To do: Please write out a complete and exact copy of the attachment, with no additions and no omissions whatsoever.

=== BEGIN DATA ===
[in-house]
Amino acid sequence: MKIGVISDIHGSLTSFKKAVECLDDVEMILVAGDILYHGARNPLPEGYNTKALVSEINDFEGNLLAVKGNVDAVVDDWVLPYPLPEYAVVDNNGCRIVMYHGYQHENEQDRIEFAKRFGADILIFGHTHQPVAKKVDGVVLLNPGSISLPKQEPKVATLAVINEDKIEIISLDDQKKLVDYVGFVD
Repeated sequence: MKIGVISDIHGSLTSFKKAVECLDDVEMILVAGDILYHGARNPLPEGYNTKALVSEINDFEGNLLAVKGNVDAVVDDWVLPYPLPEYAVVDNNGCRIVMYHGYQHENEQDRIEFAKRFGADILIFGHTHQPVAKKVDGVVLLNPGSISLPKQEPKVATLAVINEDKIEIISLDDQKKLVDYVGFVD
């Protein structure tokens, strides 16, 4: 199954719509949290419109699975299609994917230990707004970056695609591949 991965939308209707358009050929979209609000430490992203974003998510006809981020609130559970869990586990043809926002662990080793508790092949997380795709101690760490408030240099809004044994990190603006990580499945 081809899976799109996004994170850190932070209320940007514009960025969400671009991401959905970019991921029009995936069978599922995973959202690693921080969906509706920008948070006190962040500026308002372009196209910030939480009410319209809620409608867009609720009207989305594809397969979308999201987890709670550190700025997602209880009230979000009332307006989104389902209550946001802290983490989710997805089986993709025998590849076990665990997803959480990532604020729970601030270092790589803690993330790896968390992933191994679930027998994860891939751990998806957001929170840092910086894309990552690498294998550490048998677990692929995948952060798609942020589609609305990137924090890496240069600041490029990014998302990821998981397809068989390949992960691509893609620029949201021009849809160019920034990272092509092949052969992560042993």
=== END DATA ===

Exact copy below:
[in-house]
Amino acid sequence: MKIGVISDIHGSLTSFKKAVECLDDVEMILVAGDILYHGARNPLPEGYNTKALVSEINDFEGNLLAVKGNVDAVVDDWVLPYPLPEYAVVDNNGCRIVMYHGYQHENEQDRIEFAKRFGADILIFGHTHQPVAKKVDGVVLLNPGSISLPKQEPKVATLAVINEDKIEIISLDDQKKLVDYVGFVD
Repeated sequence: MKIGVISDIHGSLTSFKKAVECLDDVEMILVAGDILYHGARNPLPEGYNTKALVSEINDFEGNLLAVKGNVDAVVDDWVLPYPLPEYAVVDNNGCRIVMYHGYQHENEQDRIEFAKRFGADILIFGHTHQPVAKKVDGVVLLNPGSISLPKQEPKVATLAVINEDKIEIISLDDQKKLVDYVGFVD
């Protein structure tokens, strides 16, 4: 199954719509949290419109699975299609994917230990707004970056695609591949 991965939308209707358009050929979209609000430490992203974003998510006809981020609130559970869990586990043809926002662990080793508790092949997380795709101690760490408030240099809004044994990190603006990580499945 081809899976799109996004994170850190932070209320940007514009960025969400671009991401959905970019991921029009995936069978599922995973959202690693921080969906509706920008948070006190962040500026308002372009196209910030939480009410319209809620409608867009609720009207989305594809397969979308999201987890709670550190700025997602209880009230979000009332307006989104389902209550946001802290983490989710997805089986993709025998590849076990665990997803959480990532604020729970601030270092790589803690993330790896968390992933191994679930027998994860891939751990998806957001929170840092910086894309990552690498294998550490048998677990692929995948952060798609942020589609609305990137924090890496240069600041490029990014998302990821998981397809068989390949992960691509893609620029949201021009849809160019920034990272092509092949052969992560042993």